The space: This soon-to-open property nods to its French roots—sister to the grand dame on Paris’s Champs-Elysées—with boudoir-inspired bedrooms and glamorous art deco touches like a luxuriant pink and gold color scheme, quatrefoil accent mirrors, and elaborate chandeliers. Designed by Martin Brudnizki, the 97 rooms and pied-a-terre-style suites are available to book starting mid-October and feature toile, plush velvet, and Calacatta marble finishes. A vegetarian courtyard café and nostalgic bar channeling the roaring twenties pay homage to the Parisian patina, while Michelin-grade chef Pierre Gagnaire oversees the first outpost of Brasserie Fouquet’s. Expect Gagnaire’s takes on French classics such as escargot, foie gras, and sole meunière, building upon the foundation set by the original since it first opened in 1899.

Location:  Just off the Hudson River waterfront in Tribeca, the former industrial hub’s cast-iron architecture houses residential lofts and Michelin-starred restaurants.

Highlight: Spa Diane Barrière is equipped with an indoor hydrotherapy pool, onsite personal trainers, and skincare treatments powered by cult-favorite brand Biologique Recherche.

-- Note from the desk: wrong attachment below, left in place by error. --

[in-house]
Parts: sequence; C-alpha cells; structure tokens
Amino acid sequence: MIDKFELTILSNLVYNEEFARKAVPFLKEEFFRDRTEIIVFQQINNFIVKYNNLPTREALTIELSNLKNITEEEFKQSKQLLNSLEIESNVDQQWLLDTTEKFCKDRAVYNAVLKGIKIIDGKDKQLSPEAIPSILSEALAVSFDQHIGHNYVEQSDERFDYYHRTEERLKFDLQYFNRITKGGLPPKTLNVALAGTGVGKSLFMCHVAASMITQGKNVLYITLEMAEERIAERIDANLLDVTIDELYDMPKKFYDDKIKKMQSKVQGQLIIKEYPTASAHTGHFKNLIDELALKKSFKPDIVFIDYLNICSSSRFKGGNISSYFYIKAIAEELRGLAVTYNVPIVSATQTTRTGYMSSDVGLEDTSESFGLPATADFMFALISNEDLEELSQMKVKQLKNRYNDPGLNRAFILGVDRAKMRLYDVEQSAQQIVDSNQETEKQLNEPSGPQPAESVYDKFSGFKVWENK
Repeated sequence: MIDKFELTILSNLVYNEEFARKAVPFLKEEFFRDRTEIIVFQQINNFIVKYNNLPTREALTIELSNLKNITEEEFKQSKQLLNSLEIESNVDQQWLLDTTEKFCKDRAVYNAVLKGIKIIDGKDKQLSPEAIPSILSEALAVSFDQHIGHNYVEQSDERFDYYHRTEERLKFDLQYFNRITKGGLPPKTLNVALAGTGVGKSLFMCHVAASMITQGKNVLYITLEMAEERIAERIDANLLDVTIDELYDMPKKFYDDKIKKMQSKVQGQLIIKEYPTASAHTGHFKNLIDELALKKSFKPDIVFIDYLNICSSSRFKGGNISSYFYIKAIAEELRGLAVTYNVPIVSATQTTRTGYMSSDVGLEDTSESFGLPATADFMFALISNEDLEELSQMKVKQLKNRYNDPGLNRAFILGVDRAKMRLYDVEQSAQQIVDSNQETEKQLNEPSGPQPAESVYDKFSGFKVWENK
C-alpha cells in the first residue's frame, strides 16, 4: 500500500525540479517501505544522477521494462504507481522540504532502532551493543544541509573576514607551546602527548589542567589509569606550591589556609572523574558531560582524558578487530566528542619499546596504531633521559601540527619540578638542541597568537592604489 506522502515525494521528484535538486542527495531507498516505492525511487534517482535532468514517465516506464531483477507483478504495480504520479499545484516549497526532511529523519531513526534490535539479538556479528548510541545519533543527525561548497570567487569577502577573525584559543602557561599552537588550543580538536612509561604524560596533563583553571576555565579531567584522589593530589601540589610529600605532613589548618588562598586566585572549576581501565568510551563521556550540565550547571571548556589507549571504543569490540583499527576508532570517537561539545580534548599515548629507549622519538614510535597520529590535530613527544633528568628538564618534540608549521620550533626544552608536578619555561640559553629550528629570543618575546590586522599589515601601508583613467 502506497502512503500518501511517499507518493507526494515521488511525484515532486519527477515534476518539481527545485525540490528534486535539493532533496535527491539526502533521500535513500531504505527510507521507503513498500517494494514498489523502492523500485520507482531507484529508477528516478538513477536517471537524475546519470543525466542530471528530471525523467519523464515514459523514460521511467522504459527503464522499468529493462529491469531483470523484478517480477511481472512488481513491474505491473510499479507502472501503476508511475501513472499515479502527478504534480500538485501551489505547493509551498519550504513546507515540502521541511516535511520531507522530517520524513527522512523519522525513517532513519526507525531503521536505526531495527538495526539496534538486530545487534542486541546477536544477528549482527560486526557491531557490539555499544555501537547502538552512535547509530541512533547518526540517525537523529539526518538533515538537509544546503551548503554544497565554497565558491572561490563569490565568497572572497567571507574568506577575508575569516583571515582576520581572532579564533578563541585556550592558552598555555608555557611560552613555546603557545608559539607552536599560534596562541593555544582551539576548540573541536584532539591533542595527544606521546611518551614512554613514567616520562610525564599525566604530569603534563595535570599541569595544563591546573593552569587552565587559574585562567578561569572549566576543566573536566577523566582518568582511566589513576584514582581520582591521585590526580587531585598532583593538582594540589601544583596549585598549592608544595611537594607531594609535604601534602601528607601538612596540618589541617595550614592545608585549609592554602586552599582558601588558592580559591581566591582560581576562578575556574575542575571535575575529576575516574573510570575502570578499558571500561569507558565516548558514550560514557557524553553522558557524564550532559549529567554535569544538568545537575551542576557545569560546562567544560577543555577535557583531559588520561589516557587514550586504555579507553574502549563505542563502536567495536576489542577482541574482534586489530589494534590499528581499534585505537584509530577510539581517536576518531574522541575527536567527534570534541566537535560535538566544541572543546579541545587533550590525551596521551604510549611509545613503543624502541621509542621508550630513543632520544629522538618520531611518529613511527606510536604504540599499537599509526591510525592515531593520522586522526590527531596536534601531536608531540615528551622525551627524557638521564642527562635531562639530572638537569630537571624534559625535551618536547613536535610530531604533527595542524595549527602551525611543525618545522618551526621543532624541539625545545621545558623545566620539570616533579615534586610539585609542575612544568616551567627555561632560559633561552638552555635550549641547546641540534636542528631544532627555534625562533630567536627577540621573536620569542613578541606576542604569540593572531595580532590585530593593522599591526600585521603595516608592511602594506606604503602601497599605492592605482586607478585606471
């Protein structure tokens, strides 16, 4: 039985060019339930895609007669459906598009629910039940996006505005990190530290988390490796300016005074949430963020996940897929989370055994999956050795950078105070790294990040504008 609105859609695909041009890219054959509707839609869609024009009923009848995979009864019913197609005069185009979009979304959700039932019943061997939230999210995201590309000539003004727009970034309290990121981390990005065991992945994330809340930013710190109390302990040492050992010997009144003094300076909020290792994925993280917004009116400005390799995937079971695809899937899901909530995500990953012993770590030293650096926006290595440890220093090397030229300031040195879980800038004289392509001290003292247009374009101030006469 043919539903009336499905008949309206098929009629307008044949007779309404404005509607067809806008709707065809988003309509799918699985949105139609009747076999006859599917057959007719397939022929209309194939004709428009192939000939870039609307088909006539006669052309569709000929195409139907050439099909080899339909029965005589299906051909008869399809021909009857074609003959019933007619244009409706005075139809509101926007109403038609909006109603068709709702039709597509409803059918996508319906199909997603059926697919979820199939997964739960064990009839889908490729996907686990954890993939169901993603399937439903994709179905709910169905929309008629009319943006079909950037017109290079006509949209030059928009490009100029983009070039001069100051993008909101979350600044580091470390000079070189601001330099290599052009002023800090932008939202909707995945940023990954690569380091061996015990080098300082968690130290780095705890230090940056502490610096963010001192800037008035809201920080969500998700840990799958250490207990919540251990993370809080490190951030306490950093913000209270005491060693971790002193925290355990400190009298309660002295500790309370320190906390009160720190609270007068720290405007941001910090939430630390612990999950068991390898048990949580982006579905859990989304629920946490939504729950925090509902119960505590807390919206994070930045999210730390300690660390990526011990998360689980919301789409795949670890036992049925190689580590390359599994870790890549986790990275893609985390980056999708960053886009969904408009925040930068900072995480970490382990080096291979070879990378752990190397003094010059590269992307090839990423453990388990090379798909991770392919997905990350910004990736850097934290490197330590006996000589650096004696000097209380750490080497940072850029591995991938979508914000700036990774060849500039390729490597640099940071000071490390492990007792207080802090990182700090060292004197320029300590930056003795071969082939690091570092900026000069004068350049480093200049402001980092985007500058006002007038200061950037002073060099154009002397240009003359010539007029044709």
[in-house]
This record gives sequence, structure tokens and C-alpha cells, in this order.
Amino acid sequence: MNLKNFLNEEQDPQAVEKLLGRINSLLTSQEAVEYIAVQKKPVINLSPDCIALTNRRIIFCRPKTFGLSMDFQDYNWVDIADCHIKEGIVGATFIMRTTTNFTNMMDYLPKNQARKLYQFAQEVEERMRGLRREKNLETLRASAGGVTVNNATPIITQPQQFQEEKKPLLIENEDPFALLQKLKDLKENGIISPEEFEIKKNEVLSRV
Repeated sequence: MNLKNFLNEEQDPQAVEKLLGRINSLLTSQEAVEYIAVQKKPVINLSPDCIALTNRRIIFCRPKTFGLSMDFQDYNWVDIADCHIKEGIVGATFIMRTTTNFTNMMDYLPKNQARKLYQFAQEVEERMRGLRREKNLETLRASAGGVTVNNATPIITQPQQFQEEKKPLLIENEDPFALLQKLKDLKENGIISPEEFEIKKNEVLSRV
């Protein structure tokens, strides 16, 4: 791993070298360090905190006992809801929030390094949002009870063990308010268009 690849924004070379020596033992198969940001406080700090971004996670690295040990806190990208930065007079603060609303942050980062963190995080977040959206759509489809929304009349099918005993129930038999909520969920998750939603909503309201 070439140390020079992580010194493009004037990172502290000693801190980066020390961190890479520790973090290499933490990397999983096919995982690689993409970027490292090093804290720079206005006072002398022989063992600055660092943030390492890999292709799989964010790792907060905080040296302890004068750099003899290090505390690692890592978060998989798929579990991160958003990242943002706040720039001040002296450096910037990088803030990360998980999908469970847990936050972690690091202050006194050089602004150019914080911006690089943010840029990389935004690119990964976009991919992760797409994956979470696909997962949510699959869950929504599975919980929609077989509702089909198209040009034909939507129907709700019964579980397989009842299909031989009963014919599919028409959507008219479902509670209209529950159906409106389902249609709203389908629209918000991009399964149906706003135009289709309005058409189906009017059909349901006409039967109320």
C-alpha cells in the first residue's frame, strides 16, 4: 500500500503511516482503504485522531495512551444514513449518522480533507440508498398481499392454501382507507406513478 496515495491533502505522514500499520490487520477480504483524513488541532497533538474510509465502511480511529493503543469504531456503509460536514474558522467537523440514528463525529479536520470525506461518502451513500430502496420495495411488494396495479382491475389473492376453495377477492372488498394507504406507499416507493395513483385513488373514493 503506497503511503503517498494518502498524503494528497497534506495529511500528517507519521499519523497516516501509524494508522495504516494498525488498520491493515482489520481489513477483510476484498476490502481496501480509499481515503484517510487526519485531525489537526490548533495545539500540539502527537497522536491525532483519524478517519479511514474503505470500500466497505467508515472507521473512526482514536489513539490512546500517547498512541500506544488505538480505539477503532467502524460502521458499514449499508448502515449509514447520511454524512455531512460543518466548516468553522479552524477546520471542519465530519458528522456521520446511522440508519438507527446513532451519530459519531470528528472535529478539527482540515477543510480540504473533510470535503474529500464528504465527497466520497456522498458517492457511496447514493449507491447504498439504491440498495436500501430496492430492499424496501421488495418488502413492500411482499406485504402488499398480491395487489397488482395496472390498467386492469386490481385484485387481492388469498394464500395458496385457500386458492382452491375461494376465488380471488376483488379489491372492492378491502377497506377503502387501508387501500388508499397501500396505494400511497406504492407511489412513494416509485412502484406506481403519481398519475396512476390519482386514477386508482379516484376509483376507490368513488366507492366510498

Nearby: Stop in at Salvatore Ferragamo’s new concept store nearby to design a pair of custom, made-to-order 6R3ENE sneakers. Ferragamo clients interested in Web3 can mint NFTs onsite thanks to a partnership with digital artist Shxpir and creative studio De-Yan. Also check out Maison Close, a newly opened French restaurant helmed by executive chef Geoffrey Lechantoux. Brass finishes and navy blue banquettes complement decadent menu selections like tagliatelle with truffle and caviar and a roasted rack of lamb. Jewelry designer Jennifer Fisher’s nearby flagship store is another recent arrival with some buzz. Stop in for customizable fine jewelry or an always-appropriate pair of hoop earrings; after all, Fisher’s known for being the mind behind always-appropriate iterations of the style, whether rendered in braided brass or 18-carat gold and encrusted with diamonds.